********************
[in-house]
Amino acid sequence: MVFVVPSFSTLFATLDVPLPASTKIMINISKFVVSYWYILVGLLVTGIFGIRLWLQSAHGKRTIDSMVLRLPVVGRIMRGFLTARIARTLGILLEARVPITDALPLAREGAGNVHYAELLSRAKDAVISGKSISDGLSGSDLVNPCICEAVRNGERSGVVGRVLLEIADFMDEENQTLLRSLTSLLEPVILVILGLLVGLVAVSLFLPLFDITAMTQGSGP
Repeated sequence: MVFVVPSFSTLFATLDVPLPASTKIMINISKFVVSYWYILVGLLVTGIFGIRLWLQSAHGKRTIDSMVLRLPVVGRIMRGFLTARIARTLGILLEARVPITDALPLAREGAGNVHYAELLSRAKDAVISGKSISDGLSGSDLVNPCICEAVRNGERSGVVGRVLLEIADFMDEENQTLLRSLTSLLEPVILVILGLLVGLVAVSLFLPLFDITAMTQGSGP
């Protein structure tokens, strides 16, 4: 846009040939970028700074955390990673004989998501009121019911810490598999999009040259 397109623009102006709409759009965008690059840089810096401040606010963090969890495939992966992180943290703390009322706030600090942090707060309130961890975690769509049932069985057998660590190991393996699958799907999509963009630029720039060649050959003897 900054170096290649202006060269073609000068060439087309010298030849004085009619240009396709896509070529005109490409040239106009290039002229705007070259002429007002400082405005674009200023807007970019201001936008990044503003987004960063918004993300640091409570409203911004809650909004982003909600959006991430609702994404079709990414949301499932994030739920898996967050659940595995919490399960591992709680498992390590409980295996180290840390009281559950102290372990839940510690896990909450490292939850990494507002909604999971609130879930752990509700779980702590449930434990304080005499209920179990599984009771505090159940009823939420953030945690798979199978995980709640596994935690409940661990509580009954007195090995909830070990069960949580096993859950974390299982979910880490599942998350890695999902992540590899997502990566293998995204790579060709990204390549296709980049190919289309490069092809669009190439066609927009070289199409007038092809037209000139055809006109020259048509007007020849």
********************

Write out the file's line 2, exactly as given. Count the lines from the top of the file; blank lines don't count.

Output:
Amino acid sequence: MVFVVPSFSTLFATLDVPLPASTKIMINISKFVVSYWYILVGLLVTGIFGIRLWLQSAHGKRTIDSMVLRLPVVGRIMRGFLTARIARTLGILLEARVPITDALPLAREGAGNVHYAELLSRAKDAVISGKSISDGLSGSDLVNPCICEAVRNGERSGVVGRVLLEIADFMDEENQTLLRSLTSLLEPVILVILGLLVGLVAVSLFLPLFDITAMTQGSGP